NYSERDA Announces Cash Incentive Program to Spur Building and Certification of New Green Homes in New York State, Major Green Renovations to Existing Homes

Single-Family Homes Qualify for $5,125, Higher Incentives for 2- to 11-Family Residential Buildings


With consumer interest in environmentally sustainable homes remaining strong despite the economic downturn, the New York State Energy Research and Development Authority (NYSERDA) is formally announcing a program to spur the building and certification of more green homes across the state.

The Green Residential Building Program offers incentives to owners of certain new or substantially renovated residential or residential mixed-use buildings that incorporate practices and technologies that lower energy costs, reduce waste and water use, and improve indoor air quality.

Incentives will be paid to owners who demonstrate that their building will use at least 30 percent less energy than conventionally built homes and has utilized the following green principles:

  • Green design principles, such as building siting and window positioning to take advantage of solar heat gain, minimize heat loss, utilize daylight and reduce energy use;
  • Green construction techniques, such as proper phasing of construction and use of processes to keep materials clean and dry to reduce potential for mold growth; and
  • Green construction materials, such as recycled-content, reclaimed, rapidly-renewable and locally produced building materials.

“The Green Residential Building Program will benefit the growing numbers of businesses and consumers who recognize the economic and environmental value of going green,” said Francis J. Murray, President and CEO of NYSERDA, “Through this program, NYSERDA is working to transform the residential construction marketplace as a means of developing New York’s clean energy economy.”
Early adopters who have already built or renovated residences to Green Residential Building Program requirements include developers of:

  • An affordable-housing development in Rochester;
  • Student housing at Sullivan County Community College;
  • A townhouse on the upper East Side of Manhattan.

Incentives start at $5,125 for a single-family home and increase to $13,375 for an 11-unit building.  The program’s guidelines include the following:

  • Types of Buildings:  Incentives are available to owners of new residential or mixed-use buildings (some residential space and some commercial space) or substantially renovated existing residential buildings with 11 units or fewer, including manufactured and modular housing units that are permanently sited in New York State.
  • Completion Date:  To be eligible, buildings must receive their Certificate of Occupancy or Certificate of Completion between Jan. 1, 2010 and Oct. 31, 2013.
  • Performance Requirements:  Eligible buildings must be certified at the Silver level or higher using either the National Green Building Standard™, LEED® (Leadership in Energy and Environmental Design) for Homes or LEED® for New Construction, and meet other program energy efficiency requirements. These rating systems and standards provide nationally recognized, comprehensive, third-party-verified systems for measuring green building performance for residential buildings.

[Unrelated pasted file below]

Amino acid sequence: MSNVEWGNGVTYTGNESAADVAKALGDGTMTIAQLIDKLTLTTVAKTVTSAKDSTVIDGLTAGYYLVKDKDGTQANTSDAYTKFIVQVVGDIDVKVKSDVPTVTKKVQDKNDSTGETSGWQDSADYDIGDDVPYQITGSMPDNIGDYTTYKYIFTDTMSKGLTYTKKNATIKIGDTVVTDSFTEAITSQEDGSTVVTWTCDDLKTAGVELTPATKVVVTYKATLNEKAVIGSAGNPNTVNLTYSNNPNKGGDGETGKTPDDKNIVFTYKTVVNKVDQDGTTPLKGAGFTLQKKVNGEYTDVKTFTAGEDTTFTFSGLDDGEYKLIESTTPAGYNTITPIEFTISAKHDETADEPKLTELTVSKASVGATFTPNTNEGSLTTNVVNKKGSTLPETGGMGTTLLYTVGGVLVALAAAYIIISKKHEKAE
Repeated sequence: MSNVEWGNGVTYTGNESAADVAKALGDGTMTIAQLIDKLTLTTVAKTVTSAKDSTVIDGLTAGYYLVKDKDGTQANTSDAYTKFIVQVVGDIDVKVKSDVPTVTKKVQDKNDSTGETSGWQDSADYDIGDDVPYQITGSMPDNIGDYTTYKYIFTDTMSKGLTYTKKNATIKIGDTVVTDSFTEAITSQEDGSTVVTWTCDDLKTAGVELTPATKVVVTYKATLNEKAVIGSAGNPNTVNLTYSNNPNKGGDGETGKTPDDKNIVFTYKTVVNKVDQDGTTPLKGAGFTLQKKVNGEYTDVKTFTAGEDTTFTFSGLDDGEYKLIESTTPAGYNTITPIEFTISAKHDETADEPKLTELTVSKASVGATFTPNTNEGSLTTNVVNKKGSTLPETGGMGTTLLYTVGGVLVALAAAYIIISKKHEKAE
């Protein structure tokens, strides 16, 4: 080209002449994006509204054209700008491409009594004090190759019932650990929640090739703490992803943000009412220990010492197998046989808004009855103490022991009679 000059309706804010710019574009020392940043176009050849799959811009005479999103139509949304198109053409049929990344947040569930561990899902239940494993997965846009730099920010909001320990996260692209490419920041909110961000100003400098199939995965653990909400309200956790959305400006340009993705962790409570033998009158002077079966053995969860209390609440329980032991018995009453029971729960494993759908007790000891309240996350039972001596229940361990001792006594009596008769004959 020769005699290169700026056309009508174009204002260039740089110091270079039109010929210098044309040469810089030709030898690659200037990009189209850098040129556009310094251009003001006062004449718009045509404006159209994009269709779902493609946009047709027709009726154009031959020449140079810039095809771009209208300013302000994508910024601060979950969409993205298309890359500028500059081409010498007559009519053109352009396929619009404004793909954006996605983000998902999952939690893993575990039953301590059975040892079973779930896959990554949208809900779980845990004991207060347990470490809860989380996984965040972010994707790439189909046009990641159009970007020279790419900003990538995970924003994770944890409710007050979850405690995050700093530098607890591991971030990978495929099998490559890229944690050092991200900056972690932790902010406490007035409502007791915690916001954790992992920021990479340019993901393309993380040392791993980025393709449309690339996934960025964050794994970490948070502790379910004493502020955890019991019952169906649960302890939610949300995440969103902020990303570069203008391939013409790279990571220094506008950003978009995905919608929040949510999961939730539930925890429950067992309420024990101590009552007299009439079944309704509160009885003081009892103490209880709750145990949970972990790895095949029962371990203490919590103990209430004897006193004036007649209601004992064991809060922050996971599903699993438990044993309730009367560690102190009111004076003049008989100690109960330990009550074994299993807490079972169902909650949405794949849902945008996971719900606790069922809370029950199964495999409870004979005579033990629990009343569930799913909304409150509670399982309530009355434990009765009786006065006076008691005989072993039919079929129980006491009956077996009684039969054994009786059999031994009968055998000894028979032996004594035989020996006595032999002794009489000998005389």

• Specifications for Renovations:  Substantially renovated homes are required to meet the same green certification requirements as newly constructed homes.

Based on national trends, the green homes market in New York State is poised for growth. McGraw-Hill Construction estimates that activity in the green building sector will more than double between 2009 and 2013, even under challenging market conditions.

In a recent McGraw Hill survey, green home owners said that the top five benefits of a green home are that it is a healthier place to live, has lower operating costs, is part of a more sustainable lifestyle, and has lower energy and water bills during the first year. They also said they believe the resale value of their home is improved because it is green.

The Green Residential Building Program builds upon NYSERDA’s New York ENERGY STAR® Homes program, which has encouraged the construction of new homes that will use approximately 30 percent less energy than conventionally built homes since 2001. From the program’s inception, more than 16,000 ENERGY STAR Homes have been built. The program has saved residents over $12 million a year on energy bills, cut electricity by 18.7 million kilowatt-hours (enough to power 3,100 homes for a year) and saved 898,590 MMBTUs of fossil fuel to date.

Despite the recent economic downturn and decline in new home construction in the State, the demand for energy-efficient homes remains strong. The market share for 1- to 4-family homes meeting New York ENERGY STAR® Homes standards almost doubled from 2007 (prior to the recession) through September 2010.

In addition, consumer interest in energy efficient homes has grown substantially over the last decade. While New York ENERGY STAR® Homes made up 0.4 percent of the new single-family residential market in the State in 2001, they comprise 25.7 percent in 2010 (estimated through September). The percent of new 1- to 4-family homes participating in the program increased from 0.3 percent of the market in 2001 to 20.7 percent in 2010 (estimated through September).


The New York State Energy Research and Development Authority offers objective information and analysis, innovative programs, technical expertise and funding to help New Yorkers increase energy efficiency, save money, use renewable energy and reduce their reliance on fossil fuels. NYSERDA professionals work to protect our environment and create clean-energy jobs. A public benefit corporation, NYSERDA has been developing partnerships to advance innovative energy solutions in New York since 1975.

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